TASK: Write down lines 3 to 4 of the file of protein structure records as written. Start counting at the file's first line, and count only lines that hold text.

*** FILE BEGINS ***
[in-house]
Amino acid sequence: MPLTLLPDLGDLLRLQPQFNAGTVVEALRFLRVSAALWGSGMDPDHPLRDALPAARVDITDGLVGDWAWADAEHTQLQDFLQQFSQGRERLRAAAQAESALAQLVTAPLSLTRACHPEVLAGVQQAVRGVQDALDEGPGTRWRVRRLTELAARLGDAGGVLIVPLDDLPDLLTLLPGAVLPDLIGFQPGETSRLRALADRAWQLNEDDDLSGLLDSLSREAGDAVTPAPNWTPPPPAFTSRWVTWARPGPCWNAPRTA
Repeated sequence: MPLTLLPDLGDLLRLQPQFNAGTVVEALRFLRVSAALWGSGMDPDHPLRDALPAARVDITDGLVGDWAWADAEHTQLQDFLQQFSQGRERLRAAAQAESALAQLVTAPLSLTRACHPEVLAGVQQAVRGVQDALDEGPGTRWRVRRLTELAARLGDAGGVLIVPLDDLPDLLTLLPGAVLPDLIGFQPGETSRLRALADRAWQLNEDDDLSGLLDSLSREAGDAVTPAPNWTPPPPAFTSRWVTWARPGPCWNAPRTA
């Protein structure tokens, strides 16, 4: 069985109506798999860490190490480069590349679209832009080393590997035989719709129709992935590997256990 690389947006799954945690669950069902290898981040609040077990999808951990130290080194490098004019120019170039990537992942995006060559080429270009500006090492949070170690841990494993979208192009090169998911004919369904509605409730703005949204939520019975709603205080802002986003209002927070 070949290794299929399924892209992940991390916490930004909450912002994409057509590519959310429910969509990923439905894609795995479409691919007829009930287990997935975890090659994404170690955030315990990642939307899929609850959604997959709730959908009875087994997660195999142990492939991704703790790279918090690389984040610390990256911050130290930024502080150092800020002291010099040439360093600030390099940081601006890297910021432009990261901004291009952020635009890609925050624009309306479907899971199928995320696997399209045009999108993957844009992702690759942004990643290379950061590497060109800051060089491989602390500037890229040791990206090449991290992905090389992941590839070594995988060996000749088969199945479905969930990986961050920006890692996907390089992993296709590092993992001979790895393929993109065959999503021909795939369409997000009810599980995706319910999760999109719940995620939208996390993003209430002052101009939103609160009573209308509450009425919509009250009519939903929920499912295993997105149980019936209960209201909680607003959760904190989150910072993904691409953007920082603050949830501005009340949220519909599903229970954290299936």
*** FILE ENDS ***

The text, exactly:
Repeated sequence: MPLTLLPDLGDLLRLQPQFNAGTVVEALRFLRVSAALWGSGMDPDHPLRDALPAARVDITDGLVGDWAWADAEHTQLQDFLQQFSQGRERLRAAAQAESALAQLVTAPLSLTRACHPEVLAGVQQAVRGVQDALDEGPGTRWRVRRLTELAARLGDAGGVLIVPLDDLPDLLTLLPGAVLPDLIGFQPGETSRLRALADRAWQLNEDDDLSGLLDSLSREAGDAVTPAPNWTPPPPAFTSRWVTWARPGPCWNAPRTA
């Protein structure tokens, strides 16, 4: 069985109506798999860490190490480069590349679209832009080393590997035989719709129709992935590997256990 690389947006799954945690669950069902290898981040609040077990999808951990130290080194490098004019120019170039990537992942995006060559080429270009500006090492949070170690841990494993979208192009090169998911004919369904509605409730703005949204939520019975709603205080802002986003209002927070 070949290794299929399924892209992940991390916490930004909450912002994409057509590519959310429910969509990923439905894609795995479409691919007829009930287990997935975890090659994404170690955030315990990642939307899929609850959604997959709730959908009875087994997660195999142990492939991704703790790279918090690389984040610390990256911050130290930024502080150092800020002291010099040439360093600030390099940081601006890297910021432009990261901004291009952020635009890609925050624009309306479907899971199928995320696997399209045009999108993957844009992702690759942004990643290379950061590497060109800051060089491989602390500037890229040791990206090449991290992905090389992941590839070594995988060996000749088969199945479905969930990986961050920006890692996907390089992993296709590092993992001979790895393929993109065959999503021909795939369409997000009810599980995706319910999760999109719940995620939208996390993003209430002052101009939103609160009573209308509450009425919509009250009519939903929920499912295993997105149980019936209960209201909680607003959760904190989150910072993904691409953007920082603050949830501005009340949220519909599903229970954290299936």